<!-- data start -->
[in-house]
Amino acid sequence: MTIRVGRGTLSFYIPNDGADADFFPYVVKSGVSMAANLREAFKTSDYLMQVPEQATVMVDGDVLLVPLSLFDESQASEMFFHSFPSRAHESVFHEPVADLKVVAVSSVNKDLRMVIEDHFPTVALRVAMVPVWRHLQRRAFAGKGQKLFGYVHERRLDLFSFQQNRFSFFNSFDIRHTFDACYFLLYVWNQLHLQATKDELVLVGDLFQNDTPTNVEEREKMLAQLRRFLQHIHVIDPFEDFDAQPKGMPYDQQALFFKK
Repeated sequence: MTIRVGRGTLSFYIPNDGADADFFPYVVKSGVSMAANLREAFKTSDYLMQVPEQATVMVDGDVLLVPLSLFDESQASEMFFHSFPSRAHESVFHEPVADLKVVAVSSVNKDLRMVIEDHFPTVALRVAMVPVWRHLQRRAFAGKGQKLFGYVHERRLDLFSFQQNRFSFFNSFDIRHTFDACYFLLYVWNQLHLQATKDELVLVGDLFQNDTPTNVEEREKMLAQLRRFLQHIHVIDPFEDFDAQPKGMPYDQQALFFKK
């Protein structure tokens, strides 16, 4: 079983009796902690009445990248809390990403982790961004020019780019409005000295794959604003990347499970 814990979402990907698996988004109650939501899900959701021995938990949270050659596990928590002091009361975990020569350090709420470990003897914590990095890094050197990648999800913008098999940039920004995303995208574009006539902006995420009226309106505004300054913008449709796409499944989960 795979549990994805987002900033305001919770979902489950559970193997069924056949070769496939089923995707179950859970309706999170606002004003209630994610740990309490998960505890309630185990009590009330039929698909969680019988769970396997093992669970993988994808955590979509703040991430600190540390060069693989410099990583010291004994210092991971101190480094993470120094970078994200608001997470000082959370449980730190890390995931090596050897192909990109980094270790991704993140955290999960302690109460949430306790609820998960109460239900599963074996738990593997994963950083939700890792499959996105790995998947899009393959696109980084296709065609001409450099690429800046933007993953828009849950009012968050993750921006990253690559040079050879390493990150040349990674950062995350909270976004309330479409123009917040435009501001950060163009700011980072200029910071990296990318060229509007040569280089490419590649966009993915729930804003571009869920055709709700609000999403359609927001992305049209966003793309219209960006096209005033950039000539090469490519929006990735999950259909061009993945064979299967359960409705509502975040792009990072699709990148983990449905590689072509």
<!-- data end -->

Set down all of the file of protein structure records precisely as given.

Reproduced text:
[in-house]
Amino acid sequence: MTIRVGRGTLSFYIPNDGADADFFPYVVKSGVSMAANLREAFKTSDYLMQVPEQATVMVDGDVLLVPLSLFDESQASEMFFHSFPSRAHESVFHEPVADLKVVAVSSVNKDLRMVIEDHFPTVALRVAMVPVWRHLQRRAFAGKGQKLFGYVHERRLDLFSFQQNRFSFFNSFDIRHTFDACYFLLYVWNQLHLQATKDELVLVGDLFQNDTPTNVEEREKMLAQLRRFLQHIHVIDPFEDFDAQPKGMPYDQQALFFKK
Repeated sequence: MTIRVGRGTLSFYIPNDGADADFFPYVVKSGVSMAANLREAFKTSDYLMQVPEQATVMVDGDVLLVPLSLFDESQASEMFFHSFPSRAHESVFHEPVADLKVVAVSSVNKDLRMVIEDHFPTVALRVAMVPVWRHLQRRAFAGKGQKLFGYVHERRLDLFSFQQNRFSFFNSFDIRHTFDACYFLLYVWNQLHLQATKDELVLVGDLFQNDTPTNVEEREKMLAQLRRFLQHIHVIDPFEDFDAQPKGMPYDQQALFFKK
């Protein structure tokens, strides 16, 4: 079983009796902690009445990248809390990403982790961004020019780019409005000295794959604003990347499970 814990979402990907698996988004109650939501899900959701021995938990949270050659596990928590002091009361975990020569350090709420470990003897914590990095890094050197990648999800913008098999940039920004995303995208574009006539902006995420009226309106505004300054913008449709796409499944989960 795979549990994805987002900033305001919770979902489950559970193997069924056949070769496939089923995707179950859970309706999170606002004003209630994610740990309490998960505890309630185990009590009330039929698909969680019988769970396997093992669970993988994808955590979509703040991430600190540390060069693989410099990583010291004994210092991971101190480094993470120094970078994200608001997470000082959370449980730190890390995931090596050897192909990109980094270790991704993140955290999960302690109460949430306790609820998960109460239900599963074996738990593997994963950083939700890792499959996105790995998947899009393959696109980084296709065609001409450099690429800046933007993953828009849950009012968050993750921006990253690559040079050879390493990150040349990674950062995350909270976004309330479409123009917040435009501001950060163009700011980072200029910071990296990318060229509007040569280089490419590649966009993915729930804003571009869920055709709700609000999403359609927001992305049209966003793309219209960006096209005033950039000539090469490519929006990735999950259909061009993945064979299967359960409705509502975040792009990072699709990148983990449905590689072509």